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Polaroid Transfers

Polaroid Transfers are a group of experimental processes that were done with the now long-discontinued "Peel-Apart" Polaroid films.

Prior to the introduction of the SX-70 system in the early 1970s, all Polaroid instant filmswere of the peel-apart type. These films came out of the camera as two sheets of paper stuck together by a layer of chemicals between them. After pulling the film from the camera, you waited a specified developing time (90 seconds with most of the films) before manually peeling the two pieces of paper apart. One was the finished photograph; the other, which was still covered in chemicals, was discarded.

Although superseded by the 'all in one' SX-70 process for the amatuer snapshooter, the peel-apart films continued to be manufactured and marketed to professional photographers into the early 2000s. Commercial photographers used them in special Polaroid film holders made for popular studio cameras to do test shots to check lighting and expsosure before doing the final images on regular film. Fine art photographers discovered that these films could be manipulated for creative purposes via two diferent "Polaroid Transfer" processes:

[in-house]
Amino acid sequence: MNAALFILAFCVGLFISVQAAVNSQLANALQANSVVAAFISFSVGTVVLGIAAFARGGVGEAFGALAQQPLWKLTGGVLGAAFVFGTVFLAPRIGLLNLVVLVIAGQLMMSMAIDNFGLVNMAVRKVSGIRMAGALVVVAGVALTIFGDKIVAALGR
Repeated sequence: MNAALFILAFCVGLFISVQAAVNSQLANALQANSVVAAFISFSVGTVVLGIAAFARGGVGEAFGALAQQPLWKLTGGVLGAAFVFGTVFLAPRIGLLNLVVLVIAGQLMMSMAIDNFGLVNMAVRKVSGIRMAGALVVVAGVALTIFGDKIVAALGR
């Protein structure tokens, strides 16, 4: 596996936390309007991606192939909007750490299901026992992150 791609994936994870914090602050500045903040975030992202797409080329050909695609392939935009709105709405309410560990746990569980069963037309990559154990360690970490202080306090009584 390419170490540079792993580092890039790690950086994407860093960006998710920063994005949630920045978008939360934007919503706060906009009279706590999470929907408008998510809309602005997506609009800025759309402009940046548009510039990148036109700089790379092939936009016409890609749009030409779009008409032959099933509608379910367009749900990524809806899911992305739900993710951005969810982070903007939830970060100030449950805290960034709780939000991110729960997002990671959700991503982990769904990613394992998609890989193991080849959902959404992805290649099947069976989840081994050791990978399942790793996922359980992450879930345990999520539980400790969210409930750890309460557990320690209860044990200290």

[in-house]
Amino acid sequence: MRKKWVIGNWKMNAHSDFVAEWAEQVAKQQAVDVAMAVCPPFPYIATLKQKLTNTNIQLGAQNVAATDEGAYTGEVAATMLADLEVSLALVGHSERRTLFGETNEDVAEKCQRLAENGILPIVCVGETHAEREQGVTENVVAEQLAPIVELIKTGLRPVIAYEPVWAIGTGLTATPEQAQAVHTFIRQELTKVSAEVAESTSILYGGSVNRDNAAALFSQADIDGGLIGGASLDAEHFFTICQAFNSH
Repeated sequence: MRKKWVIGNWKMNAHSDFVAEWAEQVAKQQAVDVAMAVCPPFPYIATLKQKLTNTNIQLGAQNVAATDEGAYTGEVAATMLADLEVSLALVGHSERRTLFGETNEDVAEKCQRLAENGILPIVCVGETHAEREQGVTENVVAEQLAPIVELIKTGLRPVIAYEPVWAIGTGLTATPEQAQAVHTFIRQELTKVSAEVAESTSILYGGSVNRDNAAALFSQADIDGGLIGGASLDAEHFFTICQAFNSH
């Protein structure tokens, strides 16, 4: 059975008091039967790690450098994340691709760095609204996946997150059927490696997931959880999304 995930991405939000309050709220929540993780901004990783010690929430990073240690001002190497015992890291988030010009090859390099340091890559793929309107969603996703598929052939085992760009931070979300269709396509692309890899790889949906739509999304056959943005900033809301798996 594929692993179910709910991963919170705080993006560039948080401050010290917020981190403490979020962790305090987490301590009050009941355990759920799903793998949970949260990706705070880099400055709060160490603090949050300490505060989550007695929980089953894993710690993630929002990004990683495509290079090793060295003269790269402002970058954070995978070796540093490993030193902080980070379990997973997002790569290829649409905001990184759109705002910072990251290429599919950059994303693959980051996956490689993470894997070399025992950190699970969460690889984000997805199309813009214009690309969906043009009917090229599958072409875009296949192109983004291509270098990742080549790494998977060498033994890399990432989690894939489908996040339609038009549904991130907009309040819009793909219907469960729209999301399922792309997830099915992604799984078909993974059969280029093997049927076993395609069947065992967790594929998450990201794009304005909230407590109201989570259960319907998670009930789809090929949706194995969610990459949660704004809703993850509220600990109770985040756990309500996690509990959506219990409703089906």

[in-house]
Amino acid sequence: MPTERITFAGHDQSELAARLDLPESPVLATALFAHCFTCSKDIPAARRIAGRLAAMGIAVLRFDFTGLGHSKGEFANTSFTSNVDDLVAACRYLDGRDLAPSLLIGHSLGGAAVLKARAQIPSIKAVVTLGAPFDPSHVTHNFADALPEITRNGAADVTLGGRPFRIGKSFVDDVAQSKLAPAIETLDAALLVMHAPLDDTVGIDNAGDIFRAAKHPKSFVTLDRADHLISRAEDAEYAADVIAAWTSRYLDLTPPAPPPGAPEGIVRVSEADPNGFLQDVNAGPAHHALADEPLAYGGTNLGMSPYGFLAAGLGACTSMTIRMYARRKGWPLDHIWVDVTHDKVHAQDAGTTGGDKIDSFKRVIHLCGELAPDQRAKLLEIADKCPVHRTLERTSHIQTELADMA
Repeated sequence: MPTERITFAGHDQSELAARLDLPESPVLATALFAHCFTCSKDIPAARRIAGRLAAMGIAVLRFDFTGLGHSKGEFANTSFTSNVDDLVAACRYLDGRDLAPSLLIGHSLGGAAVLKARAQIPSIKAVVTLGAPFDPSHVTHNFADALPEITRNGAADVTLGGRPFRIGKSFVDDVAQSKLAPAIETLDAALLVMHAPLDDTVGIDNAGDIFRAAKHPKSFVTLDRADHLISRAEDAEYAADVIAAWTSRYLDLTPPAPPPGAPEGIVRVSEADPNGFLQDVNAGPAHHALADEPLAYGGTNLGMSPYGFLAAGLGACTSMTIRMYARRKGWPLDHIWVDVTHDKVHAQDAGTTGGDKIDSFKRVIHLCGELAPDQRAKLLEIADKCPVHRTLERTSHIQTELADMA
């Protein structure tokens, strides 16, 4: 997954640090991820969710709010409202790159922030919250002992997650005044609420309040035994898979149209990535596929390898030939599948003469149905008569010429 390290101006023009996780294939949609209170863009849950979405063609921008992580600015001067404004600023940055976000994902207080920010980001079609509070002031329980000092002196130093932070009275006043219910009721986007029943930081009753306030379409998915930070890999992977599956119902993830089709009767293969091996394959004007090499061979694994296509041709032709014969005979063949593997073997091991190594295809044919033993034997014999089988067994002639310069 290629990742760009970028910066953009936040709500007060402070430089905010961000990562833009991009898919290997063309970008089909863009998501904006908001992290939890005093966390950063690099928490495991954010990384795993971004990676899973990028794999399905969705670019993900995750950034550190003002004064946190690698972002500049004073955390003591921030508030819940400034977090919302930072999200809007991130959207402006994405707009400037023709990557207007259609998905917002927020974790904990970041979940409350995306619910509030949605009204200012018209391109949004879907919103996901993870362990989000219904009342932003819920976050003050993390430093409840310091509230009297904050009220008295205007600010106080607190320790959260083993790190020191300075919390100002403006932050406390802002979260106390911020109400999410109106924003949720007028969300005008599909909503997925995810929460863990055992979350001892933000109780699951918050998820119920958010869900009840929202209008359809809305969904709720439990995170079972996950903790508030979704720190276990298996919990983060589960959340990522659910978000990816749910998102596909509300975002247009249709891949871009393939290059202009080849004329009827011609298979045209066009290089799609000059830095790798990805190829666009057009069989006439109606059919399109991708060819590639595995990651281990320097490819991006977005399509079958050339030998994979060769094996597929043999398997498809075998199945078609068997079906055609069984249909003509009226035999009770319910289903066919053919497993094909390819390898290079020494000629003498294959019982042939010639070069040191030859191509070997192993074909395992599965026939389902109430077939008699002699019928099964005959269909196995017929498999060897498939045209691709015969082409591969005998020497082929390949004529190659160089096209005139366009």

Emulsion Transfers were made using the finished Polaroid color print after it had fully dried. The print was placed in a tray of very hot, almost boiling, water for a couple of minutes, then transferred to a tray of very cold water. This caused the thin layer of gelatin that holds the image to separate from the plastic 'paper' base. The image would float in the water like a blanket, from which it could be picked up by sliding a piece of thick drawing paper under it. The image could be wrinkled, stretched, or torn after being lifted out of the water on the paper.

Image Transfers were made by peeling the two parts of the film apart as soon as they were pulled from the camera, instead of letting the image fully develop. The part that normally became the finsihed print was discarded, and the chemical-covered paper would be placed face down on a sheet of damp drawig paper, then rolled with a small roller to make sure it was completely flat against the paper. It would be left there for a couple minutes before peeling the film off the paper. The image would be transferred onto the drawing paper! These images had a muted color rendering and a soft painterly look without the fine detail resolution that the Polaroid peel-apart films normally gave.